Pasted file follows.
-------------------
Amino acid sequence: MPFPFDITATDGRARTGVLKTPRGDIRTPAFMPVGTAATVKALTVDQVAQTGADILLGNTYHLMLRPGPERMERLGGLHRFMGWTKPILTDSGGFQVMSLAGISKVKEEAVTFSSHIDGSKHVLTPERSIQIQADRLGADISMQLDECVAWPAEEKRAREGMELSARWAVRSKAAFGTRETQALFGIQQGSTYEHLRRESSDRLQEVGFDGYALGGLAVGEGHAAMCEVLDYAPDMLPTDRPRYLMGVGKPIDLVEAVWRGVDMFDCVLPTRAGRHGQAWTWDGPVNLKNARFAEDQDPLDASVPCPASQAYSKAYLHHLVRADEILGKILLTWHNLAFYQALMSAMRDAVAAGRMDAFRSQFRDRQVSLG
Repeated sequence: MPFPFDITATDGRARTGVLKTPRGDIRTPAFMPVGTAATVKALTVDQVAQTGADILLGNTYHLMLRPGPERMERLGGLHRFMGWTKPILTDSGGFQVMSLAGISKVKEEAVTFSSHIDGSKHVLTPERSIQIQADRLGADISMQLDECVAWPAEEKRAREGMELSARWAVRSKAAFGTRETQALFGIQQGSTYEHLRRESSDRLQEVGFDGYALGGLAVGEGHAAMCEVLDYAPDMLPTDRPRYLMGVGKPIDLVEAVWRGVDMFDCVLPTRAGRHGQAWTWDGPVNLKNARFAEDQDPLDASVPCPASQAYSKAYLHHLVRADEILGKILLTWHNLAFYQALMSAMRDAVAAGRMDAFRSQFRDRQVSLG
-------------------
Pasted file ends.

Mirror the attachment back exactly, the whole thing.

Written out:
Amino acid sequence: MPFPFDITATDGRARTGVLKTPRGDIRTPAFMPVGTAATVKALTVDQVAQTGADILLGNTYHLMLRPGPERMERLGGLHRFMGWTKPILTDSGGFQVMSLAGISKVKEEAVTFSSHIDGSKHVLTPERSIQIQADRLGADISMQLDECVAWPAEEKRAREGMELSARWAVRSKAAFGTRETQALFGIQQGSTYEHLRRESSDRLQEVGFDGYALGGLAVGEGHAAMCEVLDYAPDMLPTDRPRYLMGVGKPIDLVEAVWRGVDMFDCVLPTRAGRHGQAWTWDGPVNLKNARFAEDQDPLDASVPCPASQAYSKAYLHHLVRADEILGKILLTWHNLAFYQALMSAMRDAVAAGRMDAFRSQFRDRQVSLG
Repeated sequence: MPFPFDITATDGRARTGVLKTPRGDIRTPAFMPVGTAATVKALTVDQVAQTGADILLGNTYHLMLRPGPERMERLGGLHRFMGWTKPILTDSGGFQVMSLAGISKVKEEAVTFSSHIDGSKHVLTPERSIQIQADRLGADISMQLDECVAWPAEEKRAREGMELSARWAVRSKAAFGTRETQALFGIQQGSTYEHLRRESSDRLQEVGFDGYALGGLAVGEGHAAMCEVLDYAPDMLPTDRPRYLMGVGKPIDLVEAVWRGVDMFDCVLPTRAGRHGQAWTWDGPVNLKNARFAEDQDPLDASVPCPASQAYSKAYLHHLVRADEILGKILLTWHNLAFYQALMSAMRDAVAAGRMDAFRSQFRDRQVSLG